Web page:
by Karen Faulkner, Worthy News Correspondent
(Worthy News) – A new survey has shown that citizens around the world are losing confidence in their governments over their handling of the coronavirus pandemic, Yahoo News reports. Publishing their report on Saturday, Kekst CNC communications consultancy said: “In most countries this month, support for national governments is falling.” The survey came as officials reported over 280,000 daily new cases worldwide on both Thursday and Friday.
In Brazil, President Jair Bolsonaro has been criticized not only for handling the pandemic poorly, but also for suggesting he was cured of COVID-19 by taking hydroxychloroquine. Used to treat malaria, hydroxychloroquine has not been clinically proven to fight coronavirus. Bolsonaro, who had described COVID-19 as “a little flu,” was diagnosed with the virus on July 7 and tweeted on Saturday that he has now tested negative, Yahoo News noted.
In Israel, protestors have taken to the streets to demonstrate against their government’s arbitrary use of lockdown measures such that businesses like restaurants bought supplies after being told they could open, but then had to throw food away after being instructed to close again without proper warning. Citizens are also protesting against a proposed law that would give the government sweeping powers to impose lockdown measures without parliamentary scrutiny until June 2021. The unemployment rate in Israel has shot up to 20%, with many citizens feeling abandoned by the government.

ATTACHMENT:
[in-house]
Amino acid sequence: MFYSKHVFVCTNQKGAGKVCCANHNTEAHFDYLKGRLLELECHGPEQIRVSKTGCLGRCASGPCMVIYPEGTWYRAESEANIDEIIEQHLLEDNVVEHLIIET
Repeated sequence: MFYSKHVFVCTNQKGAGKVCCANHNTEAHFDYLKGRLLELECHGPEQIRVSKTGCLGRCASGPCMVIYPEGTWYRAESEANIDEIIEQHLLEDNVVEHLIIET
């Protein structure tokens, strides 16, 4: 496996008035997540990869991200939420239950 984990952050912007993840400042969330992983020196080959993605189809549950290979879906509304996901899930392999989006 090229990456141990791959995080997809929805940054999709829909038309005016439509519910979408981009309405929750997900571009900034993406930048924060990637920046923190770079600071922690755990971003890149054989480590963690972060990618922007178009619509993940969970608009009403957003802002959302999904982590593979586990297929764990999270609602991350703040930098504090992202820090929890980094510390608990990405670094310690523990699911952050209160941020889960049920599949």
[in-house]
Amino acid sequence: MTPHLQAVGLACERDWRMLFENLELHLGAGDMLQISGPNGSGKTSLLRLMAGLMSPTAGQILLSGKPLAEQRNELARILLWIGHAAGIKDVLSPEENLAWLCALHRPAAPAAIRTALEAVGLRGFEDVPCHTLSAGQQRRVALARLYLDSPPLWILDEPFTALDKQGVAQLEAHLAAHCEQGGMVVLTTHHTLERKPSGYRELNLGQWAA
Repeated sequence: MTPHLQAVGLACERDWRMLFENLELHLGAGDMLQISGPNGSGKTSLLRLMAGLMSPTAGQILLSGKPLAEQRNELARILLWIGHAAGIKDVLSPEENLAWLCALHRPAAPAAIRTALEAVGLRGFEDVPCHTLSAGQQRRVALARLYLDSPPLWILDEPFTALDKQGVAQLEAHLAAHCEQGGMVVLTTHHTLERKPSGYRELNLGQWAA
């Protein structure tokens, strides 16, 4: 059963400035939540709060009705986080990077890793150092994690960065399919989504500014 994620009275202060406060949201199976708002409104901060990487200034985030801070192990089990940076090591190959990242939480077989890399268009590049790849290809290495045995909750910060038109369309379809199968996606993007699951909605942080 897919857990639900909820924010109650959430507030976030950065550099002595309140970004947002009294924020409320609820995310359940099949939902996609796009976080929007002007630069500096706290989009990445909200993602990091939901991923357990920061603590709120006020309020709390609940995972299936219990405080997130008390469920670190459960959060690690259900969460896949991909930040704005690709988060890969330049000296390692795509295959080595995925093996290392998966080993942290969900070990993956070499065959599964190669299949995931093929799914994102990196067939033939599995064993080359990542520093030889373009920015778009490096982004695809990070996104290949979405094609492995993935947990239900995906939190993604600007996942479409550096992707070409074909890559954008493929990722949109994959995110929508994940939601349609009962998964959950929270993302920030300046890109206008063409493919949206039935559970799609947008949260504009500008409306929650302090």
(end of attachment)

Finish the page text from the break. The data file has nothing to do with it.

The Kekst CNC survey polled 1,000 people per country and found a widespread belief among respondents that the coronavirus death and infection rates in their country are higher than the official figures, Straits Times reported. In the US, respondents said they thought about a tenth of America’s population had died of the virus, over 200 times the official toll. In Germany, respondents thought their death toll was over 300 times higher than they have been told. Respondents in Sweden and the UK believed their death toll to be 100 higher than reported.
“Despite relatively low incidence rates compared to earlier in the pandemic in most countries (with the exception of the US), people significantly overestimate the spread and fatality rate of the disease,” Kekst CNC said in their report. “Such views will be impacting consumer behavior and wider attitudes – business leaders and governments will need to be conscious of this as they move to restart economies and transition into living with coronavirus for the medium to longer term,” Kekst CNC said.
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